Set of seven cut throat razors, c 1880.
© Science Museum / Science & Society Picture Library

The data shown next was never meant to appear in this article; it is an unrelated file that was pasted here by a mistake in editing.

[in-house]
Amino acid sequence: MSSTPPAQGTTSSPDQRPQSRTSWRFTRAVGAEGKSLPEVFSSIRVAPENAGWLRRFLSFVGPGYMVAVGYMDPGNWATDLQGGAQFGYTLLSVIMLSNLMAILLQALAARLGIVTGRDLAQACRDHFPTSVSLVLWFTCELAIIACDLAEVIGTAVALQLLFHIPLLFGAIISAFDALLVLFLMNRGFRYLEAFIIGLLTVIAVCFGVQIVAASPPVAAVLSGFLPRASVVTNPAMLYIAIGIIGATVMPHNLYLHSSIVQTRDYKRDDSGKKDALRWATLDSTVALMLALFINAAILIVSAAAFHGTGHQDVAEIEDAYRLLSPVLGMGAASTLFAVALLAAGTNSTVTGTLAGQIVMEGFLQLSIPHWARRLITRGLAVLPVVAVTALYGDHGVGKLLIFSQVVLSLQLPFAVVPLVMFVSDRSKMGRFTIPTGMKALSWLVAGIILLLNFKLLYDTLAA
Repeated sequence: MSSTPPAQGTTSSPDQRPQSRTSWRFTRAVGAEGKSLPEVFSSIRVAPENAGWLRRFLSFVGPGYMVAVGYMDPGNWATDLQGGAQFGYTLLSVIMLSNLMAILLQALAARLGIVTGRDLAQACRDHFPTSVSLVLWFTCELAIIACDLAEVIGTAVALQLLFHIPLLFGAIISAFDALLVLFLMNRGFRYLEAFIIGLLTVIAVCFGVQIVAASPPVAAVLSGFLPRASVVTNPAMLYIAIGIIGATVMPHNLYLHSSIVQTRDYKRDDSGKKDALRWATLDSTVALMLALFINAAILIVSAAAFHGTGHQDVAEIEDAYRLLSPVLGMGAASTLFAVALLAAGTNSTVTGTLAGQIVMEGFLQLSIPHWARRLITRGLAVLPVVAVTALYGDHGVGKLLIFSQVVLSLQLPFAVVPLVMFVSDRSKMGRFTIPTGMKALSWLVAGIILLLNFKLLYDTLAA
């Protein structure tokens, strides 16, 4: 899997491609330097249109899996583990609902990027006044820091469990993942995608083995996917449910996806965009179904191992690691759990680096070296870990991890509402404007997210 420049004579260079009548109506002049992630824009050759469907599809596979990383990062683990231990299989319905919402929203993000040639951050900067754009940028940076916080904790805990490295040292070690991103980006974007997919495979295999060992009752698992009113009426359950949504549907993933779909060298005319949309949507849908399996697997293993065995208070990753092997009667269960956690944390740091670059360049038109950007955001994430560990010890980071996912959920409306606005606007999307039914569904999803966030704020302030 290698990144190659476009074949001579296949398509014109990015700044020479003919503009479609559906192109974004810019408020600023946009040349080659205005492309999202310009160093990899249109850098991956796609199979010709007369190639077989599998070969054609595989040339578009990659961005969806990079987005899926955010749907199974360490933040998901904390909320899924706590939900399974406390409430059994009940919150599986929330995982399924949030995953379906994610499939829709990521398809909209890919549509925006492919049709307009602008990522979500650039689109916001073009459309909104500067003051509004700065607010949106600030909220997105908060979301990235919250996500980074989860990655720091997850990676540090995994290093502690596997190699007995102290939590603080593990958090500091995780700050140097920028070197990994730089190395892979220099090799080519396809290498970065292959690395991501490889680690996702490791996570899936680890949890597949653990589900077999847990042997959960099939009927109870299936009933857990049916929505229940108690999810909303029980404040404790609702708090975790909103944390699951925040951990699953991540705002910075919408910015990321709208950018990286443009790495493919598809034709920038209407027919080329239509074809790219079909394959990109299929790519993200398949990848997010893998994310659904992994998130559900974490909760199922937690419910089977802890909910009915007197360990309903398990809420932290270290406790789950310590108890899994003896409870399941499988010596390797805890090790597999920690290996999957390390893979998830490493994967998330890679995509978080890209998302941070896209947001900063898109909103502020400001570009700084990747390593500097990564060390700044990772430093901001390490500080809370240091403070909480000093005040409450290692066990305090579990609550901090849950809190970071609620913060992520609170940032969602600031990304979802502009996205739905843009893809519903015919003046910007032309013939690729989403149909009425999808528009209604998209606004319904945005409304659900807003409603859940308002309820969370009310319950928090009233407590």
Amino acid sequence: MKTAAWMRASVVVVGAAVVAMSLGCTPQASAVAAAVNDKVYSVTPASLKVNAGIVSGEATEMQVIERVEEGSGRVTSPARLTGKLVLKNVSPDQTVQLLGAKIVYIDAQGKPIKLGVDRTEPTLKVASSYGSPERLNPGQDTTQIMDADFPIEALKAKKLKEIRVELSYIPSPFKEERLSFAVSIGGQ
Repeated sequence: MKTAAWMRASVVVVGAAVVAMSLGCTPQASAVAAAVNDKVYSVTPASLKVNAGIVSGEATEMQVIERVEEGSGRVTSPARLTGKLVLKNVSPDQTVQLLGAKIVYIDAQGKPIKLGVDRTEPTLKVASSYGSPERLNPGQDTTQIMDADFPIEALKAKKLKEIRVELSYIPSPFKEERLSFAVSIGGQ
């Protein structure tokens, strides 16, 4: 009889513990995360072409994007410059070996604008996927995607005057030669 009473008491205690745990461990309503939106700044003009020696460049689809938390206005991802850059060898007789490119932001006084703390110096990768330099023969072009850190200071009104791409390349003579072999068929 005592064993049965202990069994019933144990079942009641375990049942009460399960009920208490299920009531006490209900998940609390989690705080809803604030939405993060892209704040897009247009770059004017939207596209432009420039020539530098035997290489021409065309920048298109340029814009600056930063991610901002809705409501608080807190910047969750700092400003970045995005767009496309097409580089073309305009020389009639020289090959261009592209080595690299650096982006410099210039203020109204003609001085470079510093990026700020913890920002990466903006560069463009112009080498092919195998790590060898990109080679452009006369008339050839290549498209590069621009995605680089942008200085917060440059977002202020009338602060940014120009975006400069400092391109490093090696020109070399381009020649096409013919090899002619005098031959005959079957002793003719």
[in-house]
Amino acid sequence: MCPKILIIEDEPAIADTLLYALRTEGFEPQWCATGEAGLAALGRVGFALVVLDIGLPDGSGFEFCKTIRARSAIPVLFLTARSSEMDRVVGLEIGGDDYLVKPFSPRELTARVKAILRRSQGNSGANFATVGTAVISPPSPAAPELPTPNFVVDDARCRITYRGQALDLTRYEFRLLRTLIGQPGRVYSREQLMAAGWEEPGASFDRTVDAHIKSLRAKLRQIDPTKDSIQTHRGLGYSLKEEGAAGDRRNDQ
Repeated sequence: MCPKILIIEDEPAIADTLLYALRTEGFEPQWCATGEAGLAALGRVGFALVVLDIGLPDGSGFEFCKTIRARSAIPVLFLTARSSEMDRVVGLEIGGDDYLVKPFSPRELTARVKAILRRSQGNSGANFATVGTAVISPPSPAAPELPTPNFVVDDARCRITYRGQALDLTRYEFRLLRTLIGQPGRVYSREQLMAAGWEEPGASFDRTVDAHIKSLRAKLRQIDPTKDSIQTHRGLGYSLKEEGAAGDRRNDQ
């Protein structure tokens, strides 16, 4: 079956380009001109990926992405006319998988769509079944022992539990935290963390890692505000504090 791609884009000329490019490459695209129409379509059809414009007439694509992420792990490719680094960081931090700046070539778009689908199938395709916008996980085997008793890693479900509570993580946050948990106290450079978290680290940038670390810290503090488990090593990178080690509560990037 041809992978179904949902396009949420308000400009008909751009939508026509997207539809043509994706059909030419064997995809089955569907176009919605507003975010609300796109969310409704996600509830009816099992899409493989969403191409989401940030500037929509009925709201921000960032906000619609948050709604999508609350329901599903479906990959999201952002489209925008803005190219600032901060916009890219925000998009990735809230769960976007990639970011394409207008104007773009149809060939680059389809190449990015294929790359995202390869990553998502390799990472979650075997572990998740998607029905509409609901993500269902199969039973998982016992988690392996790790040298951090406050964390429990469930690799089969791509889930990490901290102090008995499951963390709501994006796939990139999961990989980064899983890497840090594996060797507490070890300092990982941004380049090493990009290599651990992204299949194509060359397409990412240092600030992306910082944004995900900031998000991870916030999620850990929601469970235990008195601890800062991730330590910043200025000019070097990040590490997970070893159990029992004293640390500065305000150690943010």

Each razor is marked with a day of the week. The razors are made from steel blades with ivory handles and are presented in a leather case. Made by Samuel Last, 105 New Bond Street, London. The 'open' or 'cutthroat' razor, shaped with a long handle and iron blades, was first developed in Ancient Rome or Greece. It remained the only practical razor until the nineteenth century, when improvements in steel manufacture meant that blades were sharper, and could be resharpened. In 1900 most men went regularly to the barber or shaved periodically at home. Better-off customers would have their own personal sets of razors, one for each day of the week. Advances in razor technology in the twentieth century, including the introduction of the Gillette disposable blade and the electric razor, changed shaving habits. Today, the majority of men shave daily in their homes, using a wide variety of equipment.